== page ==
Eruptions

Send me your volcano questions

I’m buried knee-deep in lab work this week, so I don’t know how much internet scouring I will be able to do for new news, however, I should have time for a mailbag column.

So, do you have a burning (no pun intended) volcano question you want answered? Email the question(s) to me and I will try to answer them in a mailbag column later this week.

Send the questions to:

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(And while you’re at it, if you have any volcano images you’d like to share, send them to the same email address!)

i-f4bfbffdeafce99efa2e486d458f2b8c-Llaima.jpg

Volcan Llaima in Chile erupting in February 2008. Image courtesy of Eruptions reader Melissa Lowman.

Comments

  1. #1 SHIRAKAWA Akira
    June 22, 2009

    Will try to you answer strictly volcano questions only or also seismology ones related to volcanism?

  2. #2 Erik Klemetti
    June 22, 2009

    I’m game for any and all questions. If I don’t know the answer, I’ll at least try to find someone who might!

  3. #3 doug
    June 23, 2009

    The question I would like to pose to you and your readers is not so much volcano science but rather, volcano effects. Being a somewhat frequent traveller from Seattle to Japan, most recently just two days ago, I’d like to find out what is the most current source of information on commercial flight rescheduling due to airborne ash. The WAAC is great for providing the information on where the ash clouds are and where they are heading and the Flight Tracker link you provided last week is great for looking at specific flights in progress, but the airlines seem a bit opaque about up-to-date information on whether they are encountering delays and diversions. Are there some other sources travellers can check for current information?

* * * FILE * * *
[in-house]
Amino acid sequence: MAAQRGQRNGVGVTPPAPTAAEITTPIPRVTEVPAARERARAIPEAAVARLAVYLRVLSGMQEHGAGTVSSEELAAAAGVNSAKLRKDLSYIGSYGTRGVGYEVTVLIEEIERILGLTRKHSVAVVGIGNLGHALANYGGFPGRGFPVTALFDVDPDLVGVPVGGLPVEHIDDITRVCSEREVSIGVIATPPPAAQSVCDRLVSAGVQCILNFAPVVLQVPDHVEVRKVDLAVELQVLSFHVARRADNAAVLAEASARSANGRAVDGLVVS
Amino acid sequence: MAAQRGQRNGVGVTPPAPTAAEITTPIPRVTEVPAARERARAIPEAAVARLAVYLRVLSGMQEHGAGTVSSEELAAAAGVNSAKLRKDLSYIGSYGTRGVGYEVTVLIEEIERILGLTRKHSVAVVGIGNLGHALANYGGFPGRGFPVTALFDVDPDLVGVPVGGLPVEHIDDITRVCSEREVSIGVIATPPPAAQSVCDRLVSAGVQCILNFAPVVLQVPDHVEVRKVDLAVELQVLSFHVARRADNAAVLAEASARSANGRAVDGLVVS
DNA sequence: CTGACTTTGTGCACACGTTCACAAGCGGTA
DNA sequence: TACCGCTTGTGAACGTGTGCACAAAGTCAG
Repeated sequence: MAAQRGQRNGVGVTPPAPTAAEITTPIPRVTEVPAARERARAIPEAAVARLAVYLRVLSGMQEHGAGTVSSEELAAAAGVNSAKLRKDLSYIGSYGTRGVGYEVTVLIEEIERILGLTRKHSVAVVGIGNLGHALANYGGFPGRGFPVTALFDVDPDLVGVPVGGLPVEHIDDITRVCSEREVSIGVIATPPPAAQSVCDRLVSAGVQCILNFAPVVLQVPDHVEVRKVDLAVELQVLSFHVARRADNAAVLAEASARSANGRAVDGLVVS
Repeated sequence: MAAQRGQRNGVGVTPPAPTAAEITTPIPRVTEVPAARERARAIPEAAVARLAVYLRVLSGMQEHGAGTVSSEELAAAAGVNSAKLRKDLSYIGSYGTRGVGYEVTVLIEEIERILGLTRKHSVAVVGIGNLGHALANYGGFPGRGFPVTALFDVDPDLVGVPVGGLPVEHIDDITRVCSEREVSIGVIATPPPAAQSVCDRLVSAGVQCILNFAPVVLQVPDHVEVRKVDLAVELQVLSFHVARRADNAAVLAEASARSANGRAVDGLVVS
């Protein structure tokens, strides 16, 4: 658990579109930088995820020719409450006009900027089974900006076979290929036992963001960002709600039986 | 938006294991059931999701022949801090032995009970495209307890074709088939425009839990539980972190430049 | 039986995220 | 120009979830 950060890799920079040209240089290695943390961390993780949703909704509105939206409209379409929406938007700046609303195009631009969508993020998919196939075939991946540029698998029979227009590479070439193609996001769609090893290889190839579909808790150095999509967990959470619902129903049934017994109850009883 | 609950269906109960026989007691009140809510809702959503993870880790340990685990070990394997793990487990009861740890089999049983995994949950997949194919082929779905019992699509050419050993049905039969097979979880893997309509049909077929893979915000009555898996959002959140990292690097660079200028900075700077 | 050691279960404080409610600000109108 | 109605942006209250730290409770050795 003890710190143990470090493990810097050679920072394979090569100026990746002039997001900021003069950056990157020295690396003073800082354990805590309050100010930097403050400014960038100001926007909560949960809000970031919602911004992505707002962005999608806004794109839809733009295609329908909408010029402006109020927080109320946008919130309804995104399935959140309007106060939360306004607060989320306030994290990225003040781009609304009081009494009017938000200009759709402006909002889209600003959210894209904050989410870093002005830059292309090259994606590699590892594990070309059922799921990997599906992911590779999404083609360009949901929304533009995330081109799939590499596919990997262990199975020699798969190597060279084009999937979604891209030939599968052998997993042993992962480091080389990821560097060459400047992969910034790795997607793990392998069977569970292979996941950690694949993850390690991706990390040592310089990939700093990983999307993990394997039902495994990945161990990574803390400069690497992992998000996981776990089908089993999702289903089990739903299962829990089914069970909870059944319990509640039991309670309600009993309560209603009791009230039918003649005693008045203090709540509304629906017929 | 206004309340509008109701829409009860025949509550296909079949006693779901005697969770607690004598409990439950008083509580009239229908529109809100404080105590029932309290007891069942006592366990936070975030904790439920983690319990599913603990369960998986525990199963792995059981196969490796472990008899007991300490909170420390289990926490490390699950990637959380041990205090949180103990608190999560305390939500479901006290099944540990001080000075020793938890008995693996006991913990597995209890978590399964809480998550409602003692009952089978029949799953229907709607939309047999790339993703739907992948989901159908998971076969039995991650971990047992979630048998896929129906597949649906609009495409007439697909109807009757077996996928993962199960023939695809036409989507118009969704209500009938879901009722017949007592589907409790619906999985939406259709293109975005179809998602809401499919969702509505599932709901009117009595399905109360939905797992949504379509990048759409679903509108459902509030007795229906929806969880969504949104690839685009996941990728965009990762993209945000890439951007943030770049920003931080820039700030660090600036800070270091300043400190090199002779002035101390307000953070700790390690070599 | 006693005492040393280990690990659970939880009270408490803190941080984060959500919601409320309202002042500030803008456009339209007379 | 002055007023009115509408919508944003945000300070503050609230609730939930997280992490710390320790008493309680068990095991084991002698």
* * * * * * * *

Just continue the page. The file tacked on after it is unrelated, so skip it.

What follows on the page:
thanks,

    doug (from Nagoya)

  4. #4 llewelly
    June 23, 2009

    Are there volcanoes on Venus? Are there volcanoes on Enceladus? What solar bodies in the system have volcanoes and how do their respective volcanoes differ?

  5. #5 Patrick
    June 23, 2009

    I’ve read that Chaiten is low in sulfur dioxide and high in water vapor. What volcanoes are different, weird or out of the ordinary compared to what is normal? I know this is subjective, like beauty, but I’d like to hear what others have to say. I’m no volcanic wizard, just a science buff.

  6. #6 Nathan
    June 24, 2009

    Why exactly was that picture you posted of Sarychev Peak erupting so amazing? Can you explain some of the science behind the distinctive features in that picture? In particular, why have the clouds cleared in a perfectly circular pattern around Sarychev, and why does the ash cloud look so distinctive?

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    December 7, 2010

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